Houston Astros: Sonny Gray Is Good, But They Should Aim Higher
Sonny Gray had his worst year of his career in 2016, but that hasn’t stopped the Houston Astros from checking in to see if he’s available. Should team management be aiming higher?
Even with the emergence of the superbullpen, starting pitching remains highly valued in today’s game. Sure, relief pitching has dominated offseason talk with the likes of Aroldis Chapman, Kenley Jansen and Mark Melancon inking record contracts for guys who close ballgames. We’ve seen the Cubs and Indians rely on Andrew Miller and Chapman in the World Series, but without starting pitching it’s tough to be an elite ballclub at the major league level.
This is why top of the rotation hurlers cost a pretty penny in both the trade market and free agency. Without really any elite options on the open market to start this winter outside of Rich Hill, it’s been controllable starting pitchers that have captured the headlines.
Boston set the starting pitching market when they traded arguably the top prospect in baseball, Yoan Moncada, along with an extremely talented young right hander in Michael Kopech for all-star starter Chris Sale.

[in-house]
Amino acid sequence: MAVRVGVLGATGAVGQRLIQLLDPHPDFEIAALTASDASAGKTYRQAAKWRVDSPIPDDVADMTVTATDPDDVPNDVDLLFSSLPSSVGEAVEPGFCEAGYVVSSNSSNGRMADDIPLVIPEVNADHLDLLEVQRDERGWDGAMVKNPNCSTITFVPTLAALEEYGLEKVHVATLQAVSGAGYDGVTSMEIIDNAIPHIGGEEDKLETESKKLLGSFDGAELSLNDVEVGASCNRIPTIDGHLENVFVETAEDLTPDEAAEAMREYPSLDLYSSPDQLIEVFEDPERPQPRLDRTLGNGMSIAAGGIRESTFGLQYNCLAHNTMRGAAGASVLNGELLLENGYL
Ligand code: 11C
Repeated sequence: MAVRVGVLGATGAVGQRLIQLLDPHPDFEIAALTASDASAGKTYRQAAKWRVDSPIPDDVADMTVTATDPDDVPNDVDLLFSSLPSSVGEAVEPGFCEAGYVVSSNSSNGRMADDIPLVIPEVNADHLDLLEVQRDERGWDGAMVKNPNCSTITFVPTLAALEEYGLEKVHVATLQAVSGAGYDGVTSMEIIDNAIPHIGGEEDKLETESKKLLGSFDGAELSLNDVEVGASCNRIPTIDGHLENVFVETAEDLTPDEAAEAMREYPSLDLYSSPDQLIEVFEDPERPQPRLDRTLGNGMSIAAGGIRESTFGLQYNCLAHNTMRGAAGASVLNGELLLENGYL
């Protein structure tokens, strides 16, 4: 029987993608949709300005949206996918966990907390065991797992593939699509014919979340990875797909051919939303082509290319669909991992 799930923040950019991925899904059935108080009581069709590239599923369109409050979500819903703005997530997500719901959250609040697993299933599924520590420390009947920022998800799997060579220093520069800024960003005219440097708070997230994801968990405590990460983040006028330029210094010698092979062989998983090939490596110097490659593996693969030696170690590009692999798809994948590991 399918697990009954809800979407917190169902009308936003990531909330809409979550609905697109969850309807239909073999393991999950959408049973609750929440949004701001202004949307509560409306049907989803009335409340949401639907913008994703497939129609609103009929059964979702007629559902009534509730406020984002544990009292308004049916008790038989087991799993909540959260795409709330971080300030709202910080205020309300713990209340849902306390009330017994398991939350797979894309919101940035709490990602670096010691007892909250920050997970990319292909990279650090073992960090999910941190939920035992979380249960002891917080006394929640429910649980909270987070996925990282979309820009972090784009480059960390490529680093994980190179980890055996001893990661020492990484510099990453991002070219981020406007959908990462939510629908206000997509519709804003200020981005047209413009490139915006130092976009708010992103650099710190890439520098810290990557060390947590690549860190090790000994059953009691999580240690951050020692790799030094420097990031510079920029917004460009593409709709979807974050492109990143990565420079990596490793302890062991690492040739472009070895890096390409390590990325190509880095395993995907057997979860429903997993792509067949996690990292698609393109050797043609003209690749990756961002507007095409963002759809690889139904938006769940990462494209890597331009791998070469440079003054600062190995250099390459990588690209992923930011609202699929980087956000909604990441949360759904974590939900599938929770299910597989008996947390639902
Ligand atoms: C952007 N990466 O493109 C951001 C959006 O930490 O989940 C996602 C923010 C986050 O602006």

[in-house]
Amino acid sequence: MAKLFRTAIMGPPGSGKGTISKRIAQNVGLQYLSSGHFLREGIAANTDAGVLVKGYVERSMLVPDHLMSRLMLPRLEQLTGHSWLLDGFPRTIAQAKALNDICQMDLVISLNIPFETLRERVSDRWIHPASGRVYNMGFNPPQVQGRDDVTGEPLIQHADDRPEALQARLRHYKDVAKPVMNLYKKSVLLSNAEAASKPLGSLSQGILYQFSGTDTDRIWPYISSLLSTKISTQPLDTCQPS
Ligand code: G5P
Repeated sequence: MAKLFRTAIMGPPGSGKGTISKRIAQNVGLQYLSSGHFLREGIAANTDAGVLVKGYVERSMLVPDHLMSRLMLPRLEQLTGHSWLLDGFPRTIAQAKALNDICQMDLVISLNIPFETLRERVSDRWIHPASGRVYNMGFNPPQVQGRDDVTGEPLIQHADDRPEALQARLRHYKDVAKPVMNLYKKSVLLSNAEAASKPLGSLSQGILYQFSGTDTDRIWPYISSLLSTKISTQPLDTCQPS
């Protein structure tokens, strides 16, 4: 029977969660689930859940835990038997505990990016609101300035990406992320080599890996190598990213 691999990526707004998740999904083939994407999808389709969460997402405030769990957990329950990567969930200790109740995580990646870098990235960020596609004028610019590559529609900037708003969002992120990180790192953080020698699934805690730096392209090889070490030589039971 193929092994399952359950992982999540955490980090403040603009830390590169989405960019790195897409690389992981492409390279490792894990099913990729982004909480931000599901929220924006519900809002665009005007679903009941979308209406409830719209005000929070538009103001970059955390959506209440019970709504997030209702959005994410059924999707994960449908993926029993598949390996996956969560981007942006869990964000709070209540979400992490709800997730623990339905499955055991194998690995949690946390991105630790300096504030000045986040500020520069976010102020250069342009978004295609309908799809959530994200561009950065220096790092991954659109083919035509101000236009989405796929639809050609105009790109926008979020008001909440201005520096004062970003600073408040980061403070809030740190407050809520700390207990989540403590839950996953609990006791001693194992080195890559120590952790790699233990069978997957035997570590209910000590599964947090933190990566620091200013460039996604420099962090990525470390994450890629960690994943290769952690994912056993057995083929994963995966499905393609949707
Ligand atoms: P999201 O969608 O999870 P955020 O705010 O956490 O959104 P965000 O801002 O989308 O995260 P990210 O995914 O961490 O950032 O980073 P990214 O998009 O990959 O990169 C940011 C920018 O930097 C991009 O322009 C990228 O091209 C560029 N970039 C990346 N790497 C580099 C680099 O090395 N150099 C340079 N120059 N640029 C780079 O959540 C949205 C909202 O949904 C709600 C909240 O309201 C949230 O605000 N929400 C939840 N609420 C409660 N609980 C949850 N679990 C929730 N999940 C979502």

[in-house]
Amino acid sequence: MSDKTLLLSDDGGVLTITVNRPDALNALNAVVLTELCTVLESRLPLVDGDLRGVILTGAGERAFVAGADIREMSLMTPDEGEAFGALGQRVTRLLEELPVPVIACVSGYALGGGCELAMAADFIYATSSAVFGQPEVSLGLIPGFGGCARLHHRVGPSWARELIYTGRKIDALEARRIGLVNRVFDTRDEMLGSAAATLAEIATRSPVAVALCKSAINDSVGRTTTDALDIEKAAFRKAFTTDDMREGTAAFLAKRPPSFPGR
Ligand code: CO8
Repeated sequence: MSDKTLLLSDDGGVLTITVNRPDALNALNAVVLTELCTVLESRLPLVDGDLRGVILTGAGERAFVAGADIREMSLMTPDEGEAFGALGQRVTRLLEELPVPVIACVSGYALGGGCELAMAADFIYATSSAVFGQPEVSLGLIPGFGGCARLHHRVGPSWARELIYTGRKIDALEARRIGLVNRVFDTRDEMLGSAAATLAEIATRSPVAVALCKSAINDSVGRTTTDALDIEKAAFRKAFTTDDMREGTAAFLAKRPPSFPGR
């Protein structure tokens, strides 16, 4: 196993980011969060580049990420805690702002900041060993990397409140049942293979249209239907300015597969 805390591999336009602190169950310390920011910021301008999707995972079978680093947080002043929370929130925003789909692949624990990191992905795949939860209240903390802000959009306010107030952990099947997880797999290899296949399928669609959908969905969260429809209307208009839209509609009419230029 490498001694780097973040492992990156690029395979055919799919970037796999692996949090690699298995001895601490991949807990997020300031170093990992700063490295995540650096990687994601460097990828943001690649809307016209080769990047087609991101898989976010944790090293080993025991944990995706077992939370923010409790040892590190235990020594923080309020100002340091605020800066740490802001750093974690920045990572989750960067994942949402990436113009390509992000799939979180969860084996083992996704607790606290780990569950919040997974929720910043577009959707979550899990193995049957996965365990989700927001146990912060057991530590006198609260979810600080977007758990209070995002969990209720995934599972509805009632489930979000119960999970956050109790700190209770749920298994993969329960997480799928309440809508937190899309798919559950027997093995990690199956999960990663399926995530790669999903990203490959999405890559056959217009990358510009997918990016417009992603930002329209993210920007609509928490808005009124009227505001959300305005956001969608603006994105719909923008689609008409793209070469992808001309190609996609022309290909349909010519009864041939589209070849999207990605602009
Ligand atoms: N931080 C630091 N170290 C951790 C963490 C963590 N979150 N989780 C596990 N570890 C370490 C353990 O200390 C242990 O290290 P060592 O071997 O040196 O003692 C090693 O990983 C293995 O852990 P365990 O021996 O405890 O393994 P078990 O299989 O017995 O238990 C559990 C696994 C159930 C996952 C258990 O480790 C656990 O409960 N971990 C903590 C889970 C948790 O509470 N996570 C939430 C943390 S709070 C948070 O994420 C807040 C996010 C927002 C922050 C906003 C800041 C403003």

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Now Sale is in his prime and remains extremely affordable for the next three seasons. This is partly why the price was so steep. This trade prompted rumors about other controllable top of the rotation pieces in Jose Quintana and Chris Archer, both of whom were frequently mentioned as trade targets at the time of the 2016 trade deadline. Both will hit free agency in four years time, and many teams have had dialogue in acquiring these aces.
One of these clubs seems to be the Houston Astros, who’ve had a particularly active winter already. However, most of the moves have been to improve the team’s offense. Early in the offseason, general manager Jeff Lunhow was able to agree to terms with two veteran middle of the order hitters in Carlos Beltran and Josh Reddick. This comes on the heels of a late season acquisition of Cuban star Yulieski Gurriel, who looks to have a hold of first base. These additions improve a lineup that already includes young stars Jose Altuve, Carlos Correa, George Springer and Alex Bregman.